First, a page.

Here’s how some chefs stay healthy | health and fitness | Hindustan Times
Today in New Delhi, India
Apr 23, 2018-Monday
New Delhi
  • Humidity
  • Wind

Here’s how some chefs stay healthy

How do people who love food enough to be in the business of creating menus and experimenting with desserts walk that tightrope without making it sag under their weight? Let's find out.

health and fitness Updated: Oct 24, 2009 18:19 IST
Jasodhara Banerjee

ChefOne of the many things that you might hear if you are trying to lose weight is that you should not eat or drink while you cook. Not that tough really, unless eating while cooking happens to be your profession.

So how do people who love food enough to be in the business of creating menus and experimenting with desserts or drinks walk that tightrope without making it sag under their weight? Do they follow strict diet regimens and exercise schedules? Do they burn it off on the treadmill? Or do they just throw up their hands and say: “Oh well, so what if I am fat?”

Run, chef, run
“There are a lot of people who think that a chef should not be skinny. But we really need to keep a balance,” says Kishi Arora, who has put the menu for the Mad Over Donuts chain in place.

The 28-year-old resident of Preet Vihar in Delhi always keeps a pair of shoes in her car and takes time out for a jog whenever she can. “I keep a glass of water by my side when I taste different kinds of food,” she explains, adding, “Instead of swallowing the sample, I spit it out. I also walk around a lot while tasting.”

Walking and jogging apart, Arora tries to maintain a balanced diet, although she admits that her profession has added inches to her girth.

Mumbai’s Moshe Shek, however, has a far more vigorous exercise schedule than Arora. The 41-year-old chef behind Moshe’s Café goes through a routine of cardio, light weights and yoga every week. “Most chefs don’t walk out of their offices. They roll out. And it gets worse as they go higher up. And putting on weight simply makes it too difficult to work in the kitchen,” says Shek.

For him, sampling food does not mean having bowlfuls either. “I taste food with the tip of my little finger. That is enough to see if it is spot on. Eighty per cent of the food sampling is done by looking at the dish – for texture – and smelling it to see if it has got the ingredients right.” But just in case Shek gives the impression that he does not like his food too much, here’s news. He admits that he is a sucker for desserts and will happily go through two to three bars of good chocolate in a week. “I also love halwa,” he says.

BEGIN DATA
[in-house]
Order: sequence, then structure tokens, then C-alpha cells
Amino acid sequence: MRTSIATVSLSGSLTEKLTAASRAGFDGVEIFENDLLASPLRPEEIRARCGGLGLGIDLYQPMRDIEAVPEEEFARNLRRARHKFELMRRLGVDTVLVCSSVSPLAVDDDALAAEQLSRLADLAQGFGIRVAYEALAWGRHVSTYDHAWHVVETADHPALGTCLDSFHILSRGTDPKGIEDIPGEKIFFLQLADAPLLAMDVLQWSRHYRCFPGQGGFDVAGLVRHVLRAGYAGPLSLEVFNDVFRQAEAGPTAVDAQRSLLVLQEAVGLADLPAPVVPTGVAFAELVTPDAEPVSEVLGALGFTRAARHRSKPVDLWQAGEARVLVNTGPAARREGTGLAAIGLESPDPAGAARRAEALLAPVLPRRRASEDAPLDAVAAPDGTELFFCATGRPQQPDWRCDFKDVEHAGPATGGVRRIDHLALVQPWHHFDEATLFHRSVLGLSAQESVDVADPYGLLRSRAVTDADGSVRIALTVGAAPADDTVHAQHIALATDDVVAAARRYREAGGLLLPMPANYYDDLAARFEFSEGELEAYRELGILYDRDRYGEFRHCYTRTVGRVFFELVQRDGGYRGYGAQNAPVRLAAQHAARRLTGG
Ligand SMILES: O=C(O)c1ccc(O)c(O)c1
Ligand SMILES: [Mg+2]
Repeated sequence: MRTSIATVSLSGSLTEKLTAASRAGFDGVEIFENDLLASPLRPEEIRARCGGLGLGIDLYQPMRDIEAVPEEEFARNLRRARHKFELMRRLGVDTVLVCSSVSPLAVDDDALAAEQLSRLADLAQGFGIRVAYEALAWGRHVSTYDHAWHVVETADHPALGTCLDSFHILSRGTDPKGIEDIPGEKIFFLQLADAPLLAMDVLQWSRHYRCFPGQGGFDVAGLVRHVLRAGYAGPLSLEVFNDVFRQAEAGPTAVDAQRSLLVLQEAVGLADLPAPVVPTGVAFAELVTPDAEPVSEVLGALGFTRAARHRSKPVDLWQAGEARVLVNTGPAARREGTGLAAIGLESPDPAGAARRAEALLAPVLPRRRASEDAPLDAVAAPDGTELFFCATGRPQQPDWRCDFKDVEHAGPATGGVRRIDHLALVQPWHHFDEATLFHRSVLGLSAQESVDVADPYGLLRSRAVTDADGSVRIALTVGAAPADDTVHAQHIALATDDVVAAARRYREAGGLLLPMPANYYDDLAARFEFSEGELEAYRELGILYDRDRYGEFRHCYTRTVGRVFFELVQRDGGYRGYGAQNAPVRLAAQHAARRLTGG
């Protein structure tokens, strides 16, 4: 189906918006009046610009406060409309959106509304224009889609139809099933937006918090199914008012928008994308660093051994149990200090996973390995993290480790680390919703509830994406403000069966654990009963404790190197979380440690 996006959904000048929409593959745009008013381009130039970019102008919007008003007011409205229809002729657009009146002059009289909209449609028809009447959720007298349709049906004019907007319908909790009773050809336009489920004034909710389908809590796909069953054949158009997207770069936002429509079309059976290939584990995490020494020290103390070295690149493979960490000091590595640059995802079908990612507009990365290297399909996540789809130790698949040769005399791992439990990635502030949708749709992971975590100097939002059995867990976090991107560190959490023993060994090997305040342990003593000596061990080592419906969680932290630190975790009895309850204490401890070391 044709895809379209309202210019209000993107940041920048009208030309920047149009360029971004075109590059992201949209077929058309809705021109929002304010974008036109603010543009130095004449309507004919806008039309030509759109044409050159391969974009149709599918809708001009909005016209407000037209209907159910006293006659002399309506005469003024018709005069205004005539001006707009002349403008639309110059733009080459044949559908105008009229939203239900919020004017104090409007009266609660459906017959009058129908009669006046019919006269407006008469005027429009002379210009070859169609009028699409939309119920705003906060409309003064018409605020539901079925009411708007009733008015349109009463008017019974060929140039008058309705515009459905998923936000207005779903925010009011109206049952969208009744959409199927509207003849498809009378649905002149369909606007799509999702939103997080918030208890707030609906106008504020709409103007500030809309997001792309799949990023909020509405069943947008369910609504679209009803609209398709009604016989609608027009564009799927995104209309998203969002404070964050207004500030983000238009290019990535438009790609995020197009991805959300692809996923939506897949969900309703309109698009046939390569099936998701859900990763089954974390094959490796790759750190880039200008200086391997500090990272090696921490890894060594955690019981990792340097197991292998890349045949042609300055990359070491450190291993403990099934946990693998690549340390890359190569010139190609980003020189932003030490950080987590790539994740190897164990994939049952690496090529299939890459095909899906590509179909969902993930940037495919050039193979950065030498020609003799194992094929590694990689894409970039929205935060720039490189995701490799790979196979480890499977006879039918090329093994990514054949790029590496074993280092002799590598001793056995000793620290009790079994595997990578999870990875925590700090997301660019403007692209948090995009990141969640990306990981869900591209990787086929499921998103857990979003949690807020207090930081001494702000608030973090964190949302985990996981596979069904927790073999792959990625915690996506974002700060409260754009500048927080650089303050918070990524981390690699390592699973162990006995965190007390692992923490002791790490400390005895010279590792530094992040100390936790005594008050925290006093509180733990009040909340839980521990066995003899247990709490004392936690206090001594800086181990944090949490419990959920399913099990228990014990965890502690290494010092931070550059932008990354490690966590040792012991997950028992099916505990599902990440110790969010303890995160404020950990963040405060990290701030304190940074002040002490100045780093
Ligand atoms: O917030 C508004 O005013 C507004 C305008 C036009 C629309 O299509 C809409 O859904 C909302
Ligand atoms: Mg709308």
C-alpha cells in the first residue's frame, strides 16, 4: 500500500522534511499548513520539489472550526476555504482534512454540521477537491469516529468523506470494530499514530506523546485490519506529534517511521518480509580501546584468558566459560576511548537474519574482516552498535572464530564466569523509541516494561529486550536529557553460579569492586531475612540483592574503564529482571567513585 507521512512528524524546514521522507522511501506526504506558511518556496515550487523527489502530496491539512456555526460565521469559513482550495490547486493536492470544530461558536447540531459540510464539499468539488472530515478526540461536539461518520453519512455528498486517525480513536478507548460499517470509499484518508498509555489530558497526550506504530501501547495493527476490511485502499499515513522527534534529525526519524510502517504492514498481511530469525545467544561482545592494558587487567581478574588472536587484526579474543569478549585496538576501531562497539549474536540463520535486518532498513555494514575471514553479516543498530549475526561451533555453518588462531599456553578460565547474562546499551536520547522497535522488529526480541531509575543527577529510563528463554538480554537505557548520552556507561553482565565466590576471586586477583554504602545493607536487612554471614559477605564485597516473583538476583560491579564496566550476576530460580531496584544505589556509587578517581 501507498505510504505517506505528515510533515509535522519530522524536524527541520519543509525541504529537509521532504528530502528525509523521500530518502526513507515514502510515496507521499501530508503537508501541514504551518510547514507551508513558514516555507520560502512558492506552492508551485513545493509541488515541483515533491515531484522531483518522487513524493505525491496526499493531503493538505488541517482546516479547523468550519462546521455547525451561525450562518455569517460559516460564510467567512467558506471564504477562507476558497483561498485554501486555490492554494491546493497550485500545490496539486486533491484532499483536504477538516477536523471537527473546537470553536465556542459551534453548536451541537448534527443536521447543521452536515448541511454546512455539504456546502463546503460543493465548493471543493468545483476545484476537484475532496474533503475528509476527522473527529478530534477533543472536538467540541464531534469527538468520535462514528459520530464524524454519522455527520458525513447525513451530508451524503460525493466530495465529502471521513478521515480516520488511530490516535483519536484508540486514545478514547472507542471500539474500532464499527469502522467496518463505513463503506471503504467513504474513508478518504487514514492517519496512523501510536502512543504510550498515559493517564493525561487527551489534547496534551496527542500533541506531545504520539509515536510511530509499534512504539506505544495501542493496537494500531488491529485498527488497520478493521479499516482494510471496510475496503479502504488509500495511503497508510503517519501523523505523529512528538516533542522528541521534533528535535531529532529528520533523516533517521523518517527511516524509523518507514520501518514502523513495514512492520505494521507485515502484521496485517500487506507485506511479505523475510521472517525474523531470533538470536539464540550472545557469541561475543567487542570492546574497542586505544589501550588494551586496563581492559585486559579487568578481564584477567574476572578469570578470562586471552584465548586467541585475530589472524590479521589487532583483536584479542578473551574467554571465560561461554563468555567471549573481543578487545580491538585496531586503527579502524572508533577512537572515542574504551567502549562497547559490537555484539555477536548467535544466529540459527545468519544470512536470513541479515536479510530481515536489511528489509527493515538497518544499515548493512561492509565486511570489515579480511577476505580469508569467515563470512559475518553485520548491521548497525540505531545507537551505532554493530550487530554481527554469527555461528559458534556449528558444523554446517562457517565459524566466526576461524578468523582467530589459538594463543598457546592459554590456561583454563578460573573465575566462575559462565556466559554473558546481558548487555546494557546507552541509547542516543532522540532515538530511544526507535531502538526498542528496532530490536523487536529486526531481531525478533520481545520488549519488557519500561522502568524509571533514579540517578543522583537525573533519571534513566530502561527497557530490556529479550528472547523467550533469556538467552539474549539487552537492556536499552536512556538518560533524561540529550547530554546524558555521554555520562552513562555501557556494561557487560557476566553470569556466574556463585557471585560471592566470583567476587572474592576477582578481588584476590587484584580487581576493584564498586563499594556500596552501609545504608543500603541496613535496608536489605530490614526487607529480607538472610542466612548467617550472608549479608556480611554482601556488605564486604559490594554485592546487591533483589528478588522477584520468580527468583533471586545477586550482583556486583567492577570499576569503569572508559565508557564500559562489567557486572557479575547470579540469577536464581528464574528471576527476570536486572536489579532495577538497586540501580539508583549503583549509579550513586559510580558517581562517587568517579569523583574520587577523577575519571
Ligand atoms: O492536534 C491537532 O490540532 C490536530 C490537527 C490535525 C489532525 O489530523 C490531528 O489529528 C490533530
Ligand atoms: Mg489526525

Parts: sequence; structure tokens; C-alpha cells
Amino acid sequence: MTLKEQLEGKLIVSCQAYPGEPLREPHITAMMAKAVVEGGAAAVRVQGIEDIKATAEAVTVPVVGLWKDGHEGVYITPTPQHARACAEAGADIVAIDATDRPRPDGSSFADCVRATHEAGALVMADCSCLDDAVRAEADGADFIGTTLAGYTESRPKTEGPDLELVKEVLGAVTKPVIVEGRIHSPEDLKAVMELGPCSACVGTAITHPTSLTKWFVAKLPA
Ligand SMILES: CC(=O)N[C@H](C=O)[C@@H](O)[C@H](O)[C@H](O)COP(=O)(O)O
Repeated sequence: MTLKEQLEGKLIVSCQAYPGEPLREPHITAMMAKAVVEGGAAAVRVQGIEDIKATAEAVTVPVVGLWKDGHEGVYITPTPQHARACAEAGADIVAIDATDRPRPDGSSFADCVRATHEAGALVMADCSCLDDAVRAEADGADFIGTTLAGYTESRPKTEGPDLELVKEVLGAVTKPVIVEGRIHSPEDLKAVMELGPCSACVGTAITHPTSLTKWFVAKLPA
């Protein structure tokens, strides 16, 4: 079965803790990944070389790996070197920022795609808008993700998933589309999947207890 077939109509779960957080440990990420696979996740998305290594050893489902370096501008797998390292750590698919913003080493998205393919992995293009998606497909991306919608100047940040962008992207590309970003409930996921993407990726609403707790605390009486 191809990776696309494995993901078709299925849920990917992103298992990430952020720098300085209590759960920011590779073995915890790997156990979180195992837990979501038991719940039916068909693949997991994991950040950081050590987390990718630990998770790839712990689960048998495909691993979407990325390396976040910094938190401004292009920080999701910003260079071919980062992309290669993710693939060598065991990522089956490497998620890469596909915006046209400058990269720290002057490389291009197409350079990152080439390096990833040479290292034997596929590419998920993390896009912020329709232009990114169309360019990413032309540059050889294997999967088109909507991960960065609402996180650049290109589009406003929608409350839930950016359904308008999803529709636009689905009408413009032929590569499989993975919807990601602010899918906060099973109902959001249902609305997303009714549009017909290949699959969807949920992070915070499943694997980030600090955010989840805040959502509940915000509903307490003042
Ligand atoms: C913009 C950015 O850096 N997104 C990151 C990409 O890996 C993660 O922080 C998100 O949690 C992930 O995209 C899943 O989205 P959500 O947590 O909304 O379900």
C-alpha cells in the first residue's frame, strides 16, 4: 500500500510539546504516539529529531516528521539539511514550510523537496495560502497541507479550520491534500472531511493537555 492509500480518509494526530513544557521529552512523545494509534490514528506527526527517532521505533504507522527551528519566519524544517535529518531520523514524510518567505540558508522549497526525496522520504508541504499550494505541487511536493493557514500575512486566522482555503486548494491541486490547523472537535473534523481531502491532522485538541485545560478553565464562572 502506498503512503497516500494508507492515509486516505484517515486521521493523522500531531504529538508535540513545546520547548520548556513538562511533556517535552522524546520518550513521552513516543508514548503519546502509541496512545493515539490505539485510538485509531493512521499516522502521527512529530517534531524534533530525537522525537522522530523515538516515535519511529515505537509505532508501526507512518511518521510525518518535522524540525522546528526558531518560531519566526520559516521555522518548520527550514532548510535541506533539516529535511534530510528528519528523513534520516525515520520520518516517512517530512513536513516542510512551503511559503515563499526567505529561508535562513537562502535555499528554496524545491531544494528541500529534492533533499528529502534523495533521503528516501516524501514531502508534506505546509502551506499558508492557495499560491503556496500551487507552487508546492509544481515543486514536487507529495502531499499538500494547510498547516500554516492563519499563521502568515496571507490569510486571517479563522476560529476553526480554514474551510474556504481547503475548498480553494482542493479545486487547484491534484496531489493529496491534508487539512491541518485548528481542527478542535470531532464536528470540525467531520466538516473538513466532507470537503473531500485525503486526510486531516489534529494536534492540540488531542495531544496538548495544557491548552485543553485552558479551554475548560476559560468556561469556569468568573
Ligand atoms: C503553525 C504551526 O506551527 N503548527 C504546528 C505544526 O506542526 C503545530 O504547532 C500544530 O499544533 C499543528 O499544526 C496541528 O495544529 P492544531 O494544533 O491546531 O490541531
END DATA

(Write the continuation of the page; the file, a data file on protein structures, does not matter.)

He does however make up for his sweet tooth by sticking to a diet comprising fruits for breakfast, soup for lunch and stir-fried vegetables with chicken or fish for dinner.

Weight watch
Kainaz Messman – owner of Theobroma in Colaba in Mumbai – believes age has something to do with it. “When you are 16, you can drink yourself silly. But as you grow older, your tastes change. Initially you are really greedy and try to absorb as much as you can. But as you mature in this career, you eat not just for the sake of eating, but to enjoy the food,” she explains.

And to ensure that she could continue enjoying her food without getting all guilty about it, Messman took to running. “I started running about three years ago and have participated in the Dream Run and the half marathon at the Mumbai Marathon,” she says.

Food again is the motivation that makes her wake up at 6 am four times a week and go running on Marine Drive. “I started running in the morning so that I could have a heavy breakfast,” she laughs. Lots of fruits, homemade cereal and pancakes with syrup is what the 29-year-old considers a hearty start to the day.

Considering that Arora, Sheikh and Messman all have a sweet tooth and have worked with desserts of different kinds, 25-year-old Pranav Thakkar from Cocktails and Dreams – a school of bartending – brings a fresh swig to the story. The mixologist’s philosophy in life is: “Halwai apni mithai khud nahin khata”.

“I drink only when I am developing a menu. Otherwise I don’t need to taste what I am making. It’s all in the hands and the mind,” said Thakkar. “I have been in this profession for five years and though it increases the intake of sugar and alcohol, I am as skinny as I ever was!”

Though Thakkar dabbles in culinary bartending – blending alcohols with spices from the Indian kitchen, fruits and herbs – he prefers his drink neat and straight. “I’d go for Grey Goose or Absolut.” And with mixology looking up in the country, he is ready to try out wines.